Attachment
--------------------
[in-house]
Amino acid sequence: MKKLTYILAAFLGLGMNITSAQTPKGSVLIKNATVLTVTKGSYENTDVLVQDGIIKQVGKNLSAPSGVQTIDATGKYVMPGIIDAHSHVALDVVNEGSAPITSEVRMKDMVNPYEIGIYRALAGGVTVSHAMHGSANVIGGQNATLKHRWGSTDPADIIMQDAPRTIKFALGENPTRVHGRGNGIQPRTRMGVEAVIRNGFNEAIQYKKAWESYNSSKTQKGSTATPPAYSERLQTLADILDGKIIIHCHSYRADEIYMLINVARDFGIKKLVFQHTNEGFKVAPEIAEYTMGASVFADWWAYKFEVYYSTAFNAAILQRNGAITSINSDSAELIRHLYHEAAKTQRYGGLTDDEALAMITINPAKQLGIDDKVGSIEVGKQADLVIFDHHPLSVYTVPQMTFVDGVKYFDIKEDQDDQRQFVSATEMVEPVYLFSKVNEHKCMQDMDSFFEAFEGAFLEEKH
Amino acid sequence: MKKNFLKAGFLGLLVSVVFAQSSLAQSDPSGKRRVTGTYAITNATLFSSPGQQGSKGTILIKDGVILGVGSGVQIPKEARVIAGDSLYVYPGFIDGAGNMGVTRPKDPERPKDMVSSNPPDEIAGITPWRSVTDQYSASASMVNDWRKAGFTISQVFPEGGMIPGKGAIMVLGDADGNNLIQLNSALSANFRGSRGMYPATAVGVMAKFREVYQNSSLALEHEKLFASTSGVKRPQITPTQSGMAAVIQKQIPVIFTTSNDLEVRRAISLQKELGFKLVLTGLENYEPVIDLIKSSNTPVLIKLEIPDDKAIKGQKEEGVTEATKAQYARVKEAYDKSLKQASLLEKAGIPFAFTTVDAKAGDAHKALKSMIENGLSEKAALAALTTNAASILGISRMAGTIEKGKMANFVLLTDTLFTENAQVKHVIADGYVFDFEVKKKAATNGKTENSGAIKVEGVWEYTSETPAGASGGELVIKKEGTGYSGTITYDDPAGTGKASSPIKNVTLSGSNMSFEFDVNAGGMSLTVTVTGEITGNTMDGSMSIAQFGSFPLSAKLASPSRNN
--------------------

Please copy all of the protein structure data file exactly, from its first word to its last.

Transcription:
[in-house]
Amino acid sequence: MKKLTYILAAFLGLGMNITSAQTPKGSVLIKNATVLTVTKGSYENTDVLVQDGIIKQVGKNLSAPSGVQTIDATGKYVMPGIIDAHSHVALDVVNEGSAPITSEVRMKDMVNPYEIGIYRALAGGVTVSHAMHGSANVIGGQNATLKHRWGSTDPADIIMQDAPRTIKFALGENPTRVHGRGNGIQPRTRMGVEAVIRNGFNEAIQYKKAWESYNSSKTQKGSTATPPAYSERLQTLADILDGKIIIHCHSYRADEIYMLINVARDFGIKKLVFQHTNEGFKVAPEIAEYTMGASVFADWWAYKFEVYYSTAFNAAILQRNGAITSINSDSAELIRHLYHEAAKTQRYGGLTDDEALAMITINPAKQLGIDDKVGSIEVGKQADLVIFDHHPLSVYTVPQMTFVDGVKYFDIKEDQDDQRQFVSATEMVEPVYLFSKVNEHKCMQDMDSFFEAFEGAFLEEKH
Amino acid sequence: MKKNFLKAGFLGLLVSVVFAQSSLAQSDPSGKRRVTGTYAITNATLFSSPGQQGSKGTILIKDGVILGVGSGVQIPKEARVIAGDSLYVYPGFIDGAGNMGVTRPKDPERPKDMVSSNPPDEIAGITPWRSVTDQYSASASMVNDWRKAGFTISQVFPEGGMIPGKGAIMVLGDADGNNLIQLNSALSANFRGSRGMYPATAVGVMAKFREVYQNSSLALEHEKLFASTSGVKRPQITPTQSGMAAVIQKQIPVIFTTSNDLEVRRAISLQKELGFKLVLTGLENYEPVIDLIKSSNTPVLIKLEIPDDKAIKGQKEEGVTEATKAQYARVKEAYDKSLKQASLLEKAGIPFAFTTVDAKAGDAHKALKSMIENGLSEKAALAALTTNAASILGISRMAGTIEKGKMANFVLLTDTLFTENAQVKHVIADGYVFDFEVKKKAATNGKTENSGAIKVEGVWEYTSETPAGASGGELVIKKEGTGYSGTITYDDPAGTGKASSPIKNVTLSGSNMSFEFDVNAGGMSLTVTVTGEITGNTMDGSMSIAQFGSFPLSAKLASPSRNN